However, its commercial production has been limited. The buffaloberry plants are said to produce red-coloured fruits rich in carotenoid and phenolic antioxidants. This study looked at the chemical constituents of seven different selections of buffaloberries grown in Dakota.

 

What did the research involve?

Buffaloberries were collected from wild plants in five locations in North Dakota and two locations in South Dakota in September and freeze-dried in preparation for analysis.

Laboratory methods were used in order to extract and quantify all the carotenoid pigments, including lycopene and its derivatives. Additional methods were used to look at total phenol content and total water-soluble antioxidant capacity.

The researchers also examined fruit quality, including looking at its sugar content and acidity levels to see if it could have commercial potential.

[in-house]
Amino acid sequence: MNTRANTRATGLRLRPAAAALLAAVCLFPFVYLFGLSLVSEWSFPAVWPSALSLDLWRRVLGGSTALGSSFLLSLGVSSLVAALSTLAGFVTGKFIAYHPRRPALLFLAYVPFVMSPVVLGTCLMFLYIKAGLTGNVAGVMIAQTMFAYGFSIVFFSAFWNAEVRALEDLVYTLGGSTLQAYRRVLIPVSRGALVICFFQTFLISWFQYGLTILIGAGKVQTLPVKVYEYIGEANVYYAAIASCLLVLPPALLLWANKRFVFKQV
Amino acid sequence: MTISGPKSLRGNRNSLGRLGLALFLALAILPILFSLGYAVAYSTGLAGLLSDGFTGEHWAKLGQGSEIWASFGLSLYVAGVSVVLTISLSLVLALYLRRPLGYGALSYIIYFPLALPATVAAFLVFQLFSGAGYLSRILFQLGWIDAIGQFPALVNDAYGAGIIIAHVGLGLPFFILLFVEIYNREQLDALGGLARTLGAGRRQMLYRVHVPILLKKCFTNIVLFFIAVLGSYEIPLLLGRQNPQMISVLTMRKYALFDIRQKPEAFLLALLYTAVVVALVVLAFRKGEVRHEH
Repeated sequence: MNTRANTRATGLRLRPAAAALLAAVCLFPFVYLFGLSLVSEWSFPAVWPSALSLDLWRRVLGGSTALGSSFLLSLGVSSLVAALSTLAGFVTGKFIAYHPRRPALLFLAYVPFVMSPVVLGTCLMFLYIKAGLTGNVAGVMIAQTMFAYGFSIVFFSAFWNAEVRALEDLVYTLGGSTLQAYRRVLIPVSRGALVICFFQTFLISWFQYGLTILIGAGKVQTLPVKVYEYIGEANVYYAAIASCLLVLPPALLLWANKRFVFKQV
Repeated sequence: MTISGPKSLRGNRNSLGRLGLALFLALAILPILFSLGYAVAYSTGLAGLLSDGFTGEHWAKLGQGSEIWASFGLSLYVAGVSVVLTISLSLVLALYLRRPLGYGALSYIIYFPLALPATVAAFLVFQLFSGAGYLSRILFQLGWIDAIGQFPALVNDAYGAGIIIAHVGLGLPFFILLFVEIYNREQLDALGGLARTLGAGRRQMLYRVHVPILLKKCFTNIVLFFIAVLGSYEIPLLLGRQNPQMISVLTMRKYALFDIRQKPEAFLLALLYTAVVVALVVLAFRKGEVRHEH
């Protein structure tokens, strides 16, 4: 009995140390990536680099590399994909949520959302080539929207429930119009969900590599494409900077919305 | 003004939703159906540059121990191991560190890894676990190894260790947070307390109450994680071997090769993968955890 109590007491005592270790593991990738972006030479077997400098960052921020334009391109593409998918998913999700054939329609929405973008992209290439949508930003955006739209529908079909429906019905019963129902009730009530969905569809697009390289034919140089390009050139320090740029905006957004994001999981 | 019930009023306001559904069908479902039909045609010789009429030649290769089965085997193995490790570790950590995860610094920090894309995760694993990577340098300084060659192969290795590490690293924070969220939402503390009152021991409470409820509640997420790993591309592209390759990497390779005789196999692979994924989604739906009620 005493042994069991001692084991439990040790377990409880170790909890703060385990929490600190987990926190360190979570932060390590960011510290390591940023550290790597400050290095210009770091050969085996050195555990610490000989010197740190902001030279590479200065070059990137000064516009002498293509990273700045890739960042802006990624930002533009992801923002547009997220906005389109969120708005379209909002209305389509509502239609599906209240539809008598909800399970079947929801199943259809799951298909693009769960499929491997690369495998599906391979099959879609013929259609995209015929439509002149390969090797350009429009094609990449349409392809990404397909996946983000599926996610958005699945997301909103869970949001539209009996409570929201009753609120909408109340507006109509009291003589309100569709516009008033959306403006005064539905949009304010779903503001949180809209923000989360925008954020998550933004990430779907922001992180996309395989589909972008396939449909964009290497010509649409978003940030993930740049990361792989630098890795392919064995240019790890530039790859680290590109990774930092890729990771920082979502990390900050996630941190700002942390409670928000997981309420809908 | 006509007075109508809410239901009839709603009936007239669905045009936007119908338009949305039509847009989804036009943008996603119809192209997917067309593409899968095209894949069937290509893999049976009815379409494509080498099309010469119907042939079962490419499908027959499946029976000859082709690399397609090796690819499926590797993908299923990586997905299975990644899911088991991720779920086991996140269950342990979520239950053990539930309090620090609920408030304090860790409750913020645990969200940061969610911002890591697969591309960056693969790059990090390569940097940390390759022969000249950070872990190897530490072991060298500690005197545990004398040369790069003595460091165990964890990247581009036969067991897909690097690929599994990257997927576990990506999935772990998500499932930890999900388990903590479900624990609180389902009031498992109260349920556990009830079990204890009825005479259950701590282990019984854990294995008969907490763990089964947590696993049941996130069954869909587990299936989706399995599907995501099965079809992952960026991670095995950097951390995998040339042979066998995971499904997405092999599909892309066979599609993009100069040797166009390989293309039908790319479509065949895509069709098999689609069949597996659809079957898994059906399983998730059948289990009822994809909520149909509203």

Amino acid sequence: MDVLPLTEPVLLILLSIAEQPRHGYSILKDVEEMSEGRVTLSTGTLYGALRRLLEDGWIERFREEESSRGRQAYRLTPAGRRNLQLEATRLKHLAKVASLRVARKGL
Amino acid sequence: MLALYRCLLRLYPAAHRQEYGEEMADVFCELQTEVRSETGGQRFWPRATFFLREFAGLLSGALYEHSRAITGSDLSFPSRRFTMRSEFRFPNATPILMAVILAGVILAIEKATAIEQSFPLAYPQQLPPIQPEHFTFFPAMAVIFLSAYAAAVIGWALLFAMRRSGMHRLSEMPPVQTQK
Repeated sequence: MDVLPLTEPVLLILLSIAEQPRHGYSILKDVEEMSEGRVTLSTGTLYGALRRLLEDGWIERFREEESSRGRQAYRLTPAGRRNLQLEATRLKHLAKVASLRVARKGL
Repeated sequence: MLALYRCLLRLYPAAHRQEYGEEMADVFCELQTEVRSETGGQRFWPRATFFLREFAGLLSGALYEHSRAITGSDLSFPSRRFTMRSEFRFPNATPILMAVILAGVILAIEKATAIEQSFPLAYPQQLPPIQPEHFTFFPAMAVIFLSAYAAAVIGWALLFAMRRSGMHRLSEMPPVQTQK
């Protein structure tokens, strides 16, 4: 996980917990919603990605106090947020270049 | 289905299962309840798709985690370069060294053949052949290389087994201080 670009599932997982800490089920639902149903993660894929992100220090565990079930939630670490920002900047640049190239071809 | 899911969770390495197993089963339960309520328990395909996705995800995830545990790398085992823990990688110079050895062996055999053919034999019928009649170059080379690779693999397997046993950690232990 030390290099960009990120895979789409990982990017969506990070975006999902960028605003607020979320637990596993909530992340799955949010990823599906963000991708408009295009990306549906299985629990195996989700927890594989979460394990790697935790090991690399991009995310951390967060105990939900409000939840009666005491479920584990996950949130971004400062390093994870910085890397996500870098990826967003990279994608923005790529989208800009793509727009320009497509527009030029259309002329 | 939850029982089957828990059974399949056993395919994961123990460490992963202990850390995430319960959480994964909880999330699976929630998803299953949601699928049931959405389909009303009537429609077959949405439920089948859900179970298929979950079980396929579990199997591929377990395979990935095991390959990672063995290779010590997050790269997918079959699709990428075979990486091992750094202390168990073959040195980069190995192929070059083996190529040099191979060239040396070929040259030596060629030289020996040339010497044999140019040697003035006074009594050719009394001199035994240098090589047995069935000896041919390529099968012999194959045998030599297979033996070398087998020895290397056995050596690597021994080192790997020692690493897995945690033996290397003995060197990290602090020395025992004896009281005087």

What were the basic results?

The main carotenoid pigments found in the buffaloberries were lycopene (red-orange pigment found in fruits such as tomatoes and peppers), and an acidic lycopene derivative called methyl apo-6’-lycopenoate (MA6L). MA6L had the highest concentration and comprised just over half of the total carotenoid antioxidants. There were only trace amounts of other, unidentified, carotenoids.

The buffaloberries also contained high total phenol concentrations. Phenols cause the fruit to have a ‘tart’ taste. And its antioxidant levels compared favourably to fruits such as raspberries, strawberries and elderberries.

When looking at fruit quality, the researchers report that the buffaloberry is very high in sugar, but this is balanced by an acidity and phenol content that could make them desirable as fresh fruit, and for wine production.